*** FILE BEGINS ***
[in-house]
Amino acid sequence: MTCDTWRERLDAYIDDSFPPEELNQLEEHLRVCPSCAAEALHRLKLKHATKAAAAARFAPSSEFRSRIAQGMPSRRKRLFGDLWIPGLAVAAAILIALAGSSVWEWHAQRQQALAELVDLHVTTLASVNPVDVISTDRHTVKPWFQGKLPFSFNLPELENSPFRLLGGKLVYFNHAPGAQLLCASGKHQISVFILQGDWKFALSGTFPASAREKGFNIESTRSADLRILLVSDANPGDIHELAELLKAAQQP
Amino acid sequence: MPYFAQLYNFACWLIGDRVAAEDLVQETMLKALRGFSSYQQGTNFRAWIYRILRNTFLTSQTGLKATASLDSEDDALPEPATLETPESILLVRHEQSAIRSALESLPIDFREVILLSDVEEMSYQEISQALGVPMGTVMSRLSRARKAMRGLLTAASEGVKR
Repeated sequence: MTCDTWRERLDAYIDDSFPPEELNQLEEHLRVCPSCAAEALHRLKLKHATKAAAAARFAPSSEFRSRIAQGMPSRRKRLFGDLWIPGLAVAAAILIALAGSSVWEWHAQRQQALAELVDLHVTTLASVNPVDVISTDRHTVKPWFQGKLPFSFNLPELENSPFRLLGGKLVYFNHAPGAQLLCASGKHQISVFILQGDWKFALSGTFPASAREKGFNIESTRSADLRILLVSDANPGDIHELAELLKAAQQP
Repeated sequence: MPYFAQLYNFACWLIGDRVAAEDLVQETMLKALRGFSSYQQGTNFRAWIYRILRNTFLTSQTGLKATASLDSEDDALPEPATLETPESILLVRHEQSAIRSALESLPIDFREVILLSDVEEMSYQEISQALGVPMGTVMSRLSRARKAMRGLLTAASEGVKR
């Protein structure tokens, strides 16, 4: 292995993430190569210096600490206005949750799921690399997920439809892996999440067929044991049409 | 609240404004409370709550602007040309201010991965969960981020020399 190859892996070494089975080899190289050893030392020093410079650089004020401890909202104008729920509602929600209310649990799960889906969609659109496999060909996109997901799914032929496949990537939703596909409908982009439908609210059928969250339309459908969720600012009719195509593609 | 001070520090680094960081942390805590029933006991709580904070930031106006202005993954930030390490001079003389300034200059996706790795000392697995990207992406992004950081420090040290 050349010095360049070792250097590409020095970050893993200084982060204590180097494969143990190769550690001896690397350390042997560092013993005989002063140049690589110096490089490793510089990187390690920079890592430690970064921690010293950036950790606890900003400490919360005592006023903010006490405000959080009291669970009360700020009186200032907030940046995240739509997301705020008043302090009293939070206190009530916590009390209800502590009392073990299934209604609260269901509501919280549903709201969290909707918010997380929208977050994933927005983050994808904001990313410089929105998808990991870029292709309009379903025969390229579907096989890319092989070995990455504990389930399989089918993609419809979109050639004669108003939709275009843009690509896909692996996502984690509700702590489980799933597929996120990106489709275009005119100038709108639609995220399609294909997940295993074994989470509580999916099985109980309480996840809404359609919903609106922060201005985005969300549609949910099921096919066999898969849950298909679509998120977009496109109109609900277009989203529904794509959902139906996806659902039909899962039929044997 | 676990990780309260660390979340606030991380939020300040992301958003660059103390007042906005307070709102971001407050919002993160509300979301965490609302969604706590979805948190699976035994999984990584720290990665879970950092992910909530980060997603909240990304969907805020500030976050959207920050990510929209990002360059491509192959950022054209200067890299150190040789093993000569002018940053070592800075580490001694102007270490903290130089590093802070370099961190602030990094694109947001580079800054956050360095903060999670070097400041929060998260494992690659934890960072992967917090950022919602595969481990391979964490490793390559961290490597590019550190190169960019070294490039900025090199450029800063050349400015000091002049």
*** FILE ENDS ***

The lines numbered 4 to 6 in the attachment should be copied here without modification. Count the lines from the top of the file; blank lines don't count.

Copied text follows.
Repeated sequence: MTCDTWRERLDAYIDDSFPPEELNQLEEHLRVCPSCAAEALHRLKLKHATKAAAAARFAPSSEFRSRIAQGMPSRRKRLFGDLWIPGLAVAAAILIALAGSSVWEWHAQRQQALAELVDLHVTTLASVNPVDVISTDRHTVKPWFQGKLPFSFNLPELENSPFRLLGGKLVYFNHAPGAQLLCASGKHQISVFILQGDWKFALSGTFPASAREKGFNIESTRSADLRILLVSDANPGDIHELAELLKAAQQP
Repeated sequence: MPYFAQLYNFACWLIGDRVAAEDLVQETMLKALRGFSSYQQGTNFRAWIYRILRNTFLTSQTGLKATASLDSEDDALPEPATLETPESILLVRHEQSAIRSALESLPIDFREVILLSDVEEMSYQEISQALGVPMGTVMSRLSRARKAMRGLLTAASEGVKR
């Protein structure tokens, strides 16, 4: 292995993430190569210096600490206005949750799921690399997920439809892996999440067929044991049409 | 609240404004409370709550602007040309201010991965969960981020020399 190859892996070494089975080899190289050893030392020093410079650089004020401890909202104008729920509602929600209310649990799960889906969609659109496999060909996109997901799914032929496949990537939703596909409908982009439908609210059928969250339309459908969720600012009719195509593609 | 001070520090680094960081942390805590029933006991709580904070930031106006202005993954930030390490001079003389300034200059996706790795000392697995990207992406992004950081420090040290 050349010095360049070792250097590409020095970050893993200084982060204590180097494969143990190769550690001896690397350390042997560092013993005989002063140049690589110096490089490793510089990187390690920079890592430690970064921690010293950036950790606890900003400490919360005592006023903010006490405000959080009291669970009360700020009186200032907030940046995240739509997301705020008043302090009293939070206190009530916590009390209800502590009392073990299934209604609260269901509501919280549903709201969290909707918010997380929208977050994933927005983050994808904001990313410089929105998808990991870029292709309009379903025969390229579907096989890319092989070995990455504990389930399989089918993609419809979109050639004669108003939709275009843009690509896909692996996502984690509700702590489980799933597929996120990106489709275009005119100038709108639609995220399609294909997940295993074994989470509580999916099985109980309480996840809404359609919903609106922060201005985005969300549609949910099921096919066999898969849950298909679509998120977009496109109109609900277009989203529904794509959902139906996806659902039909899962039929044997 | 676990990780309260660390979340606030991380939020300040992301958003660059103390007042906005307070709102971001407050919002993160509300979301965490609302969604706590979805948190699976035994999984990584720290990665879970950092992910909530980060997603909240990304969907805020500030976050959207920050990510929209990002360059491509192959950022054209200067890299150190040789093993000569002018940053070592800075580490001694102007270490903290130089590093802070370099961190602030990094694109947001580079800054956050360095903060999670070097400041929060998260494992690659934890960072992967917090950022919602595969481990391979964490490793390559961290490597590019550190190169960019070294490039900025090199450029800063050349400015000091002049």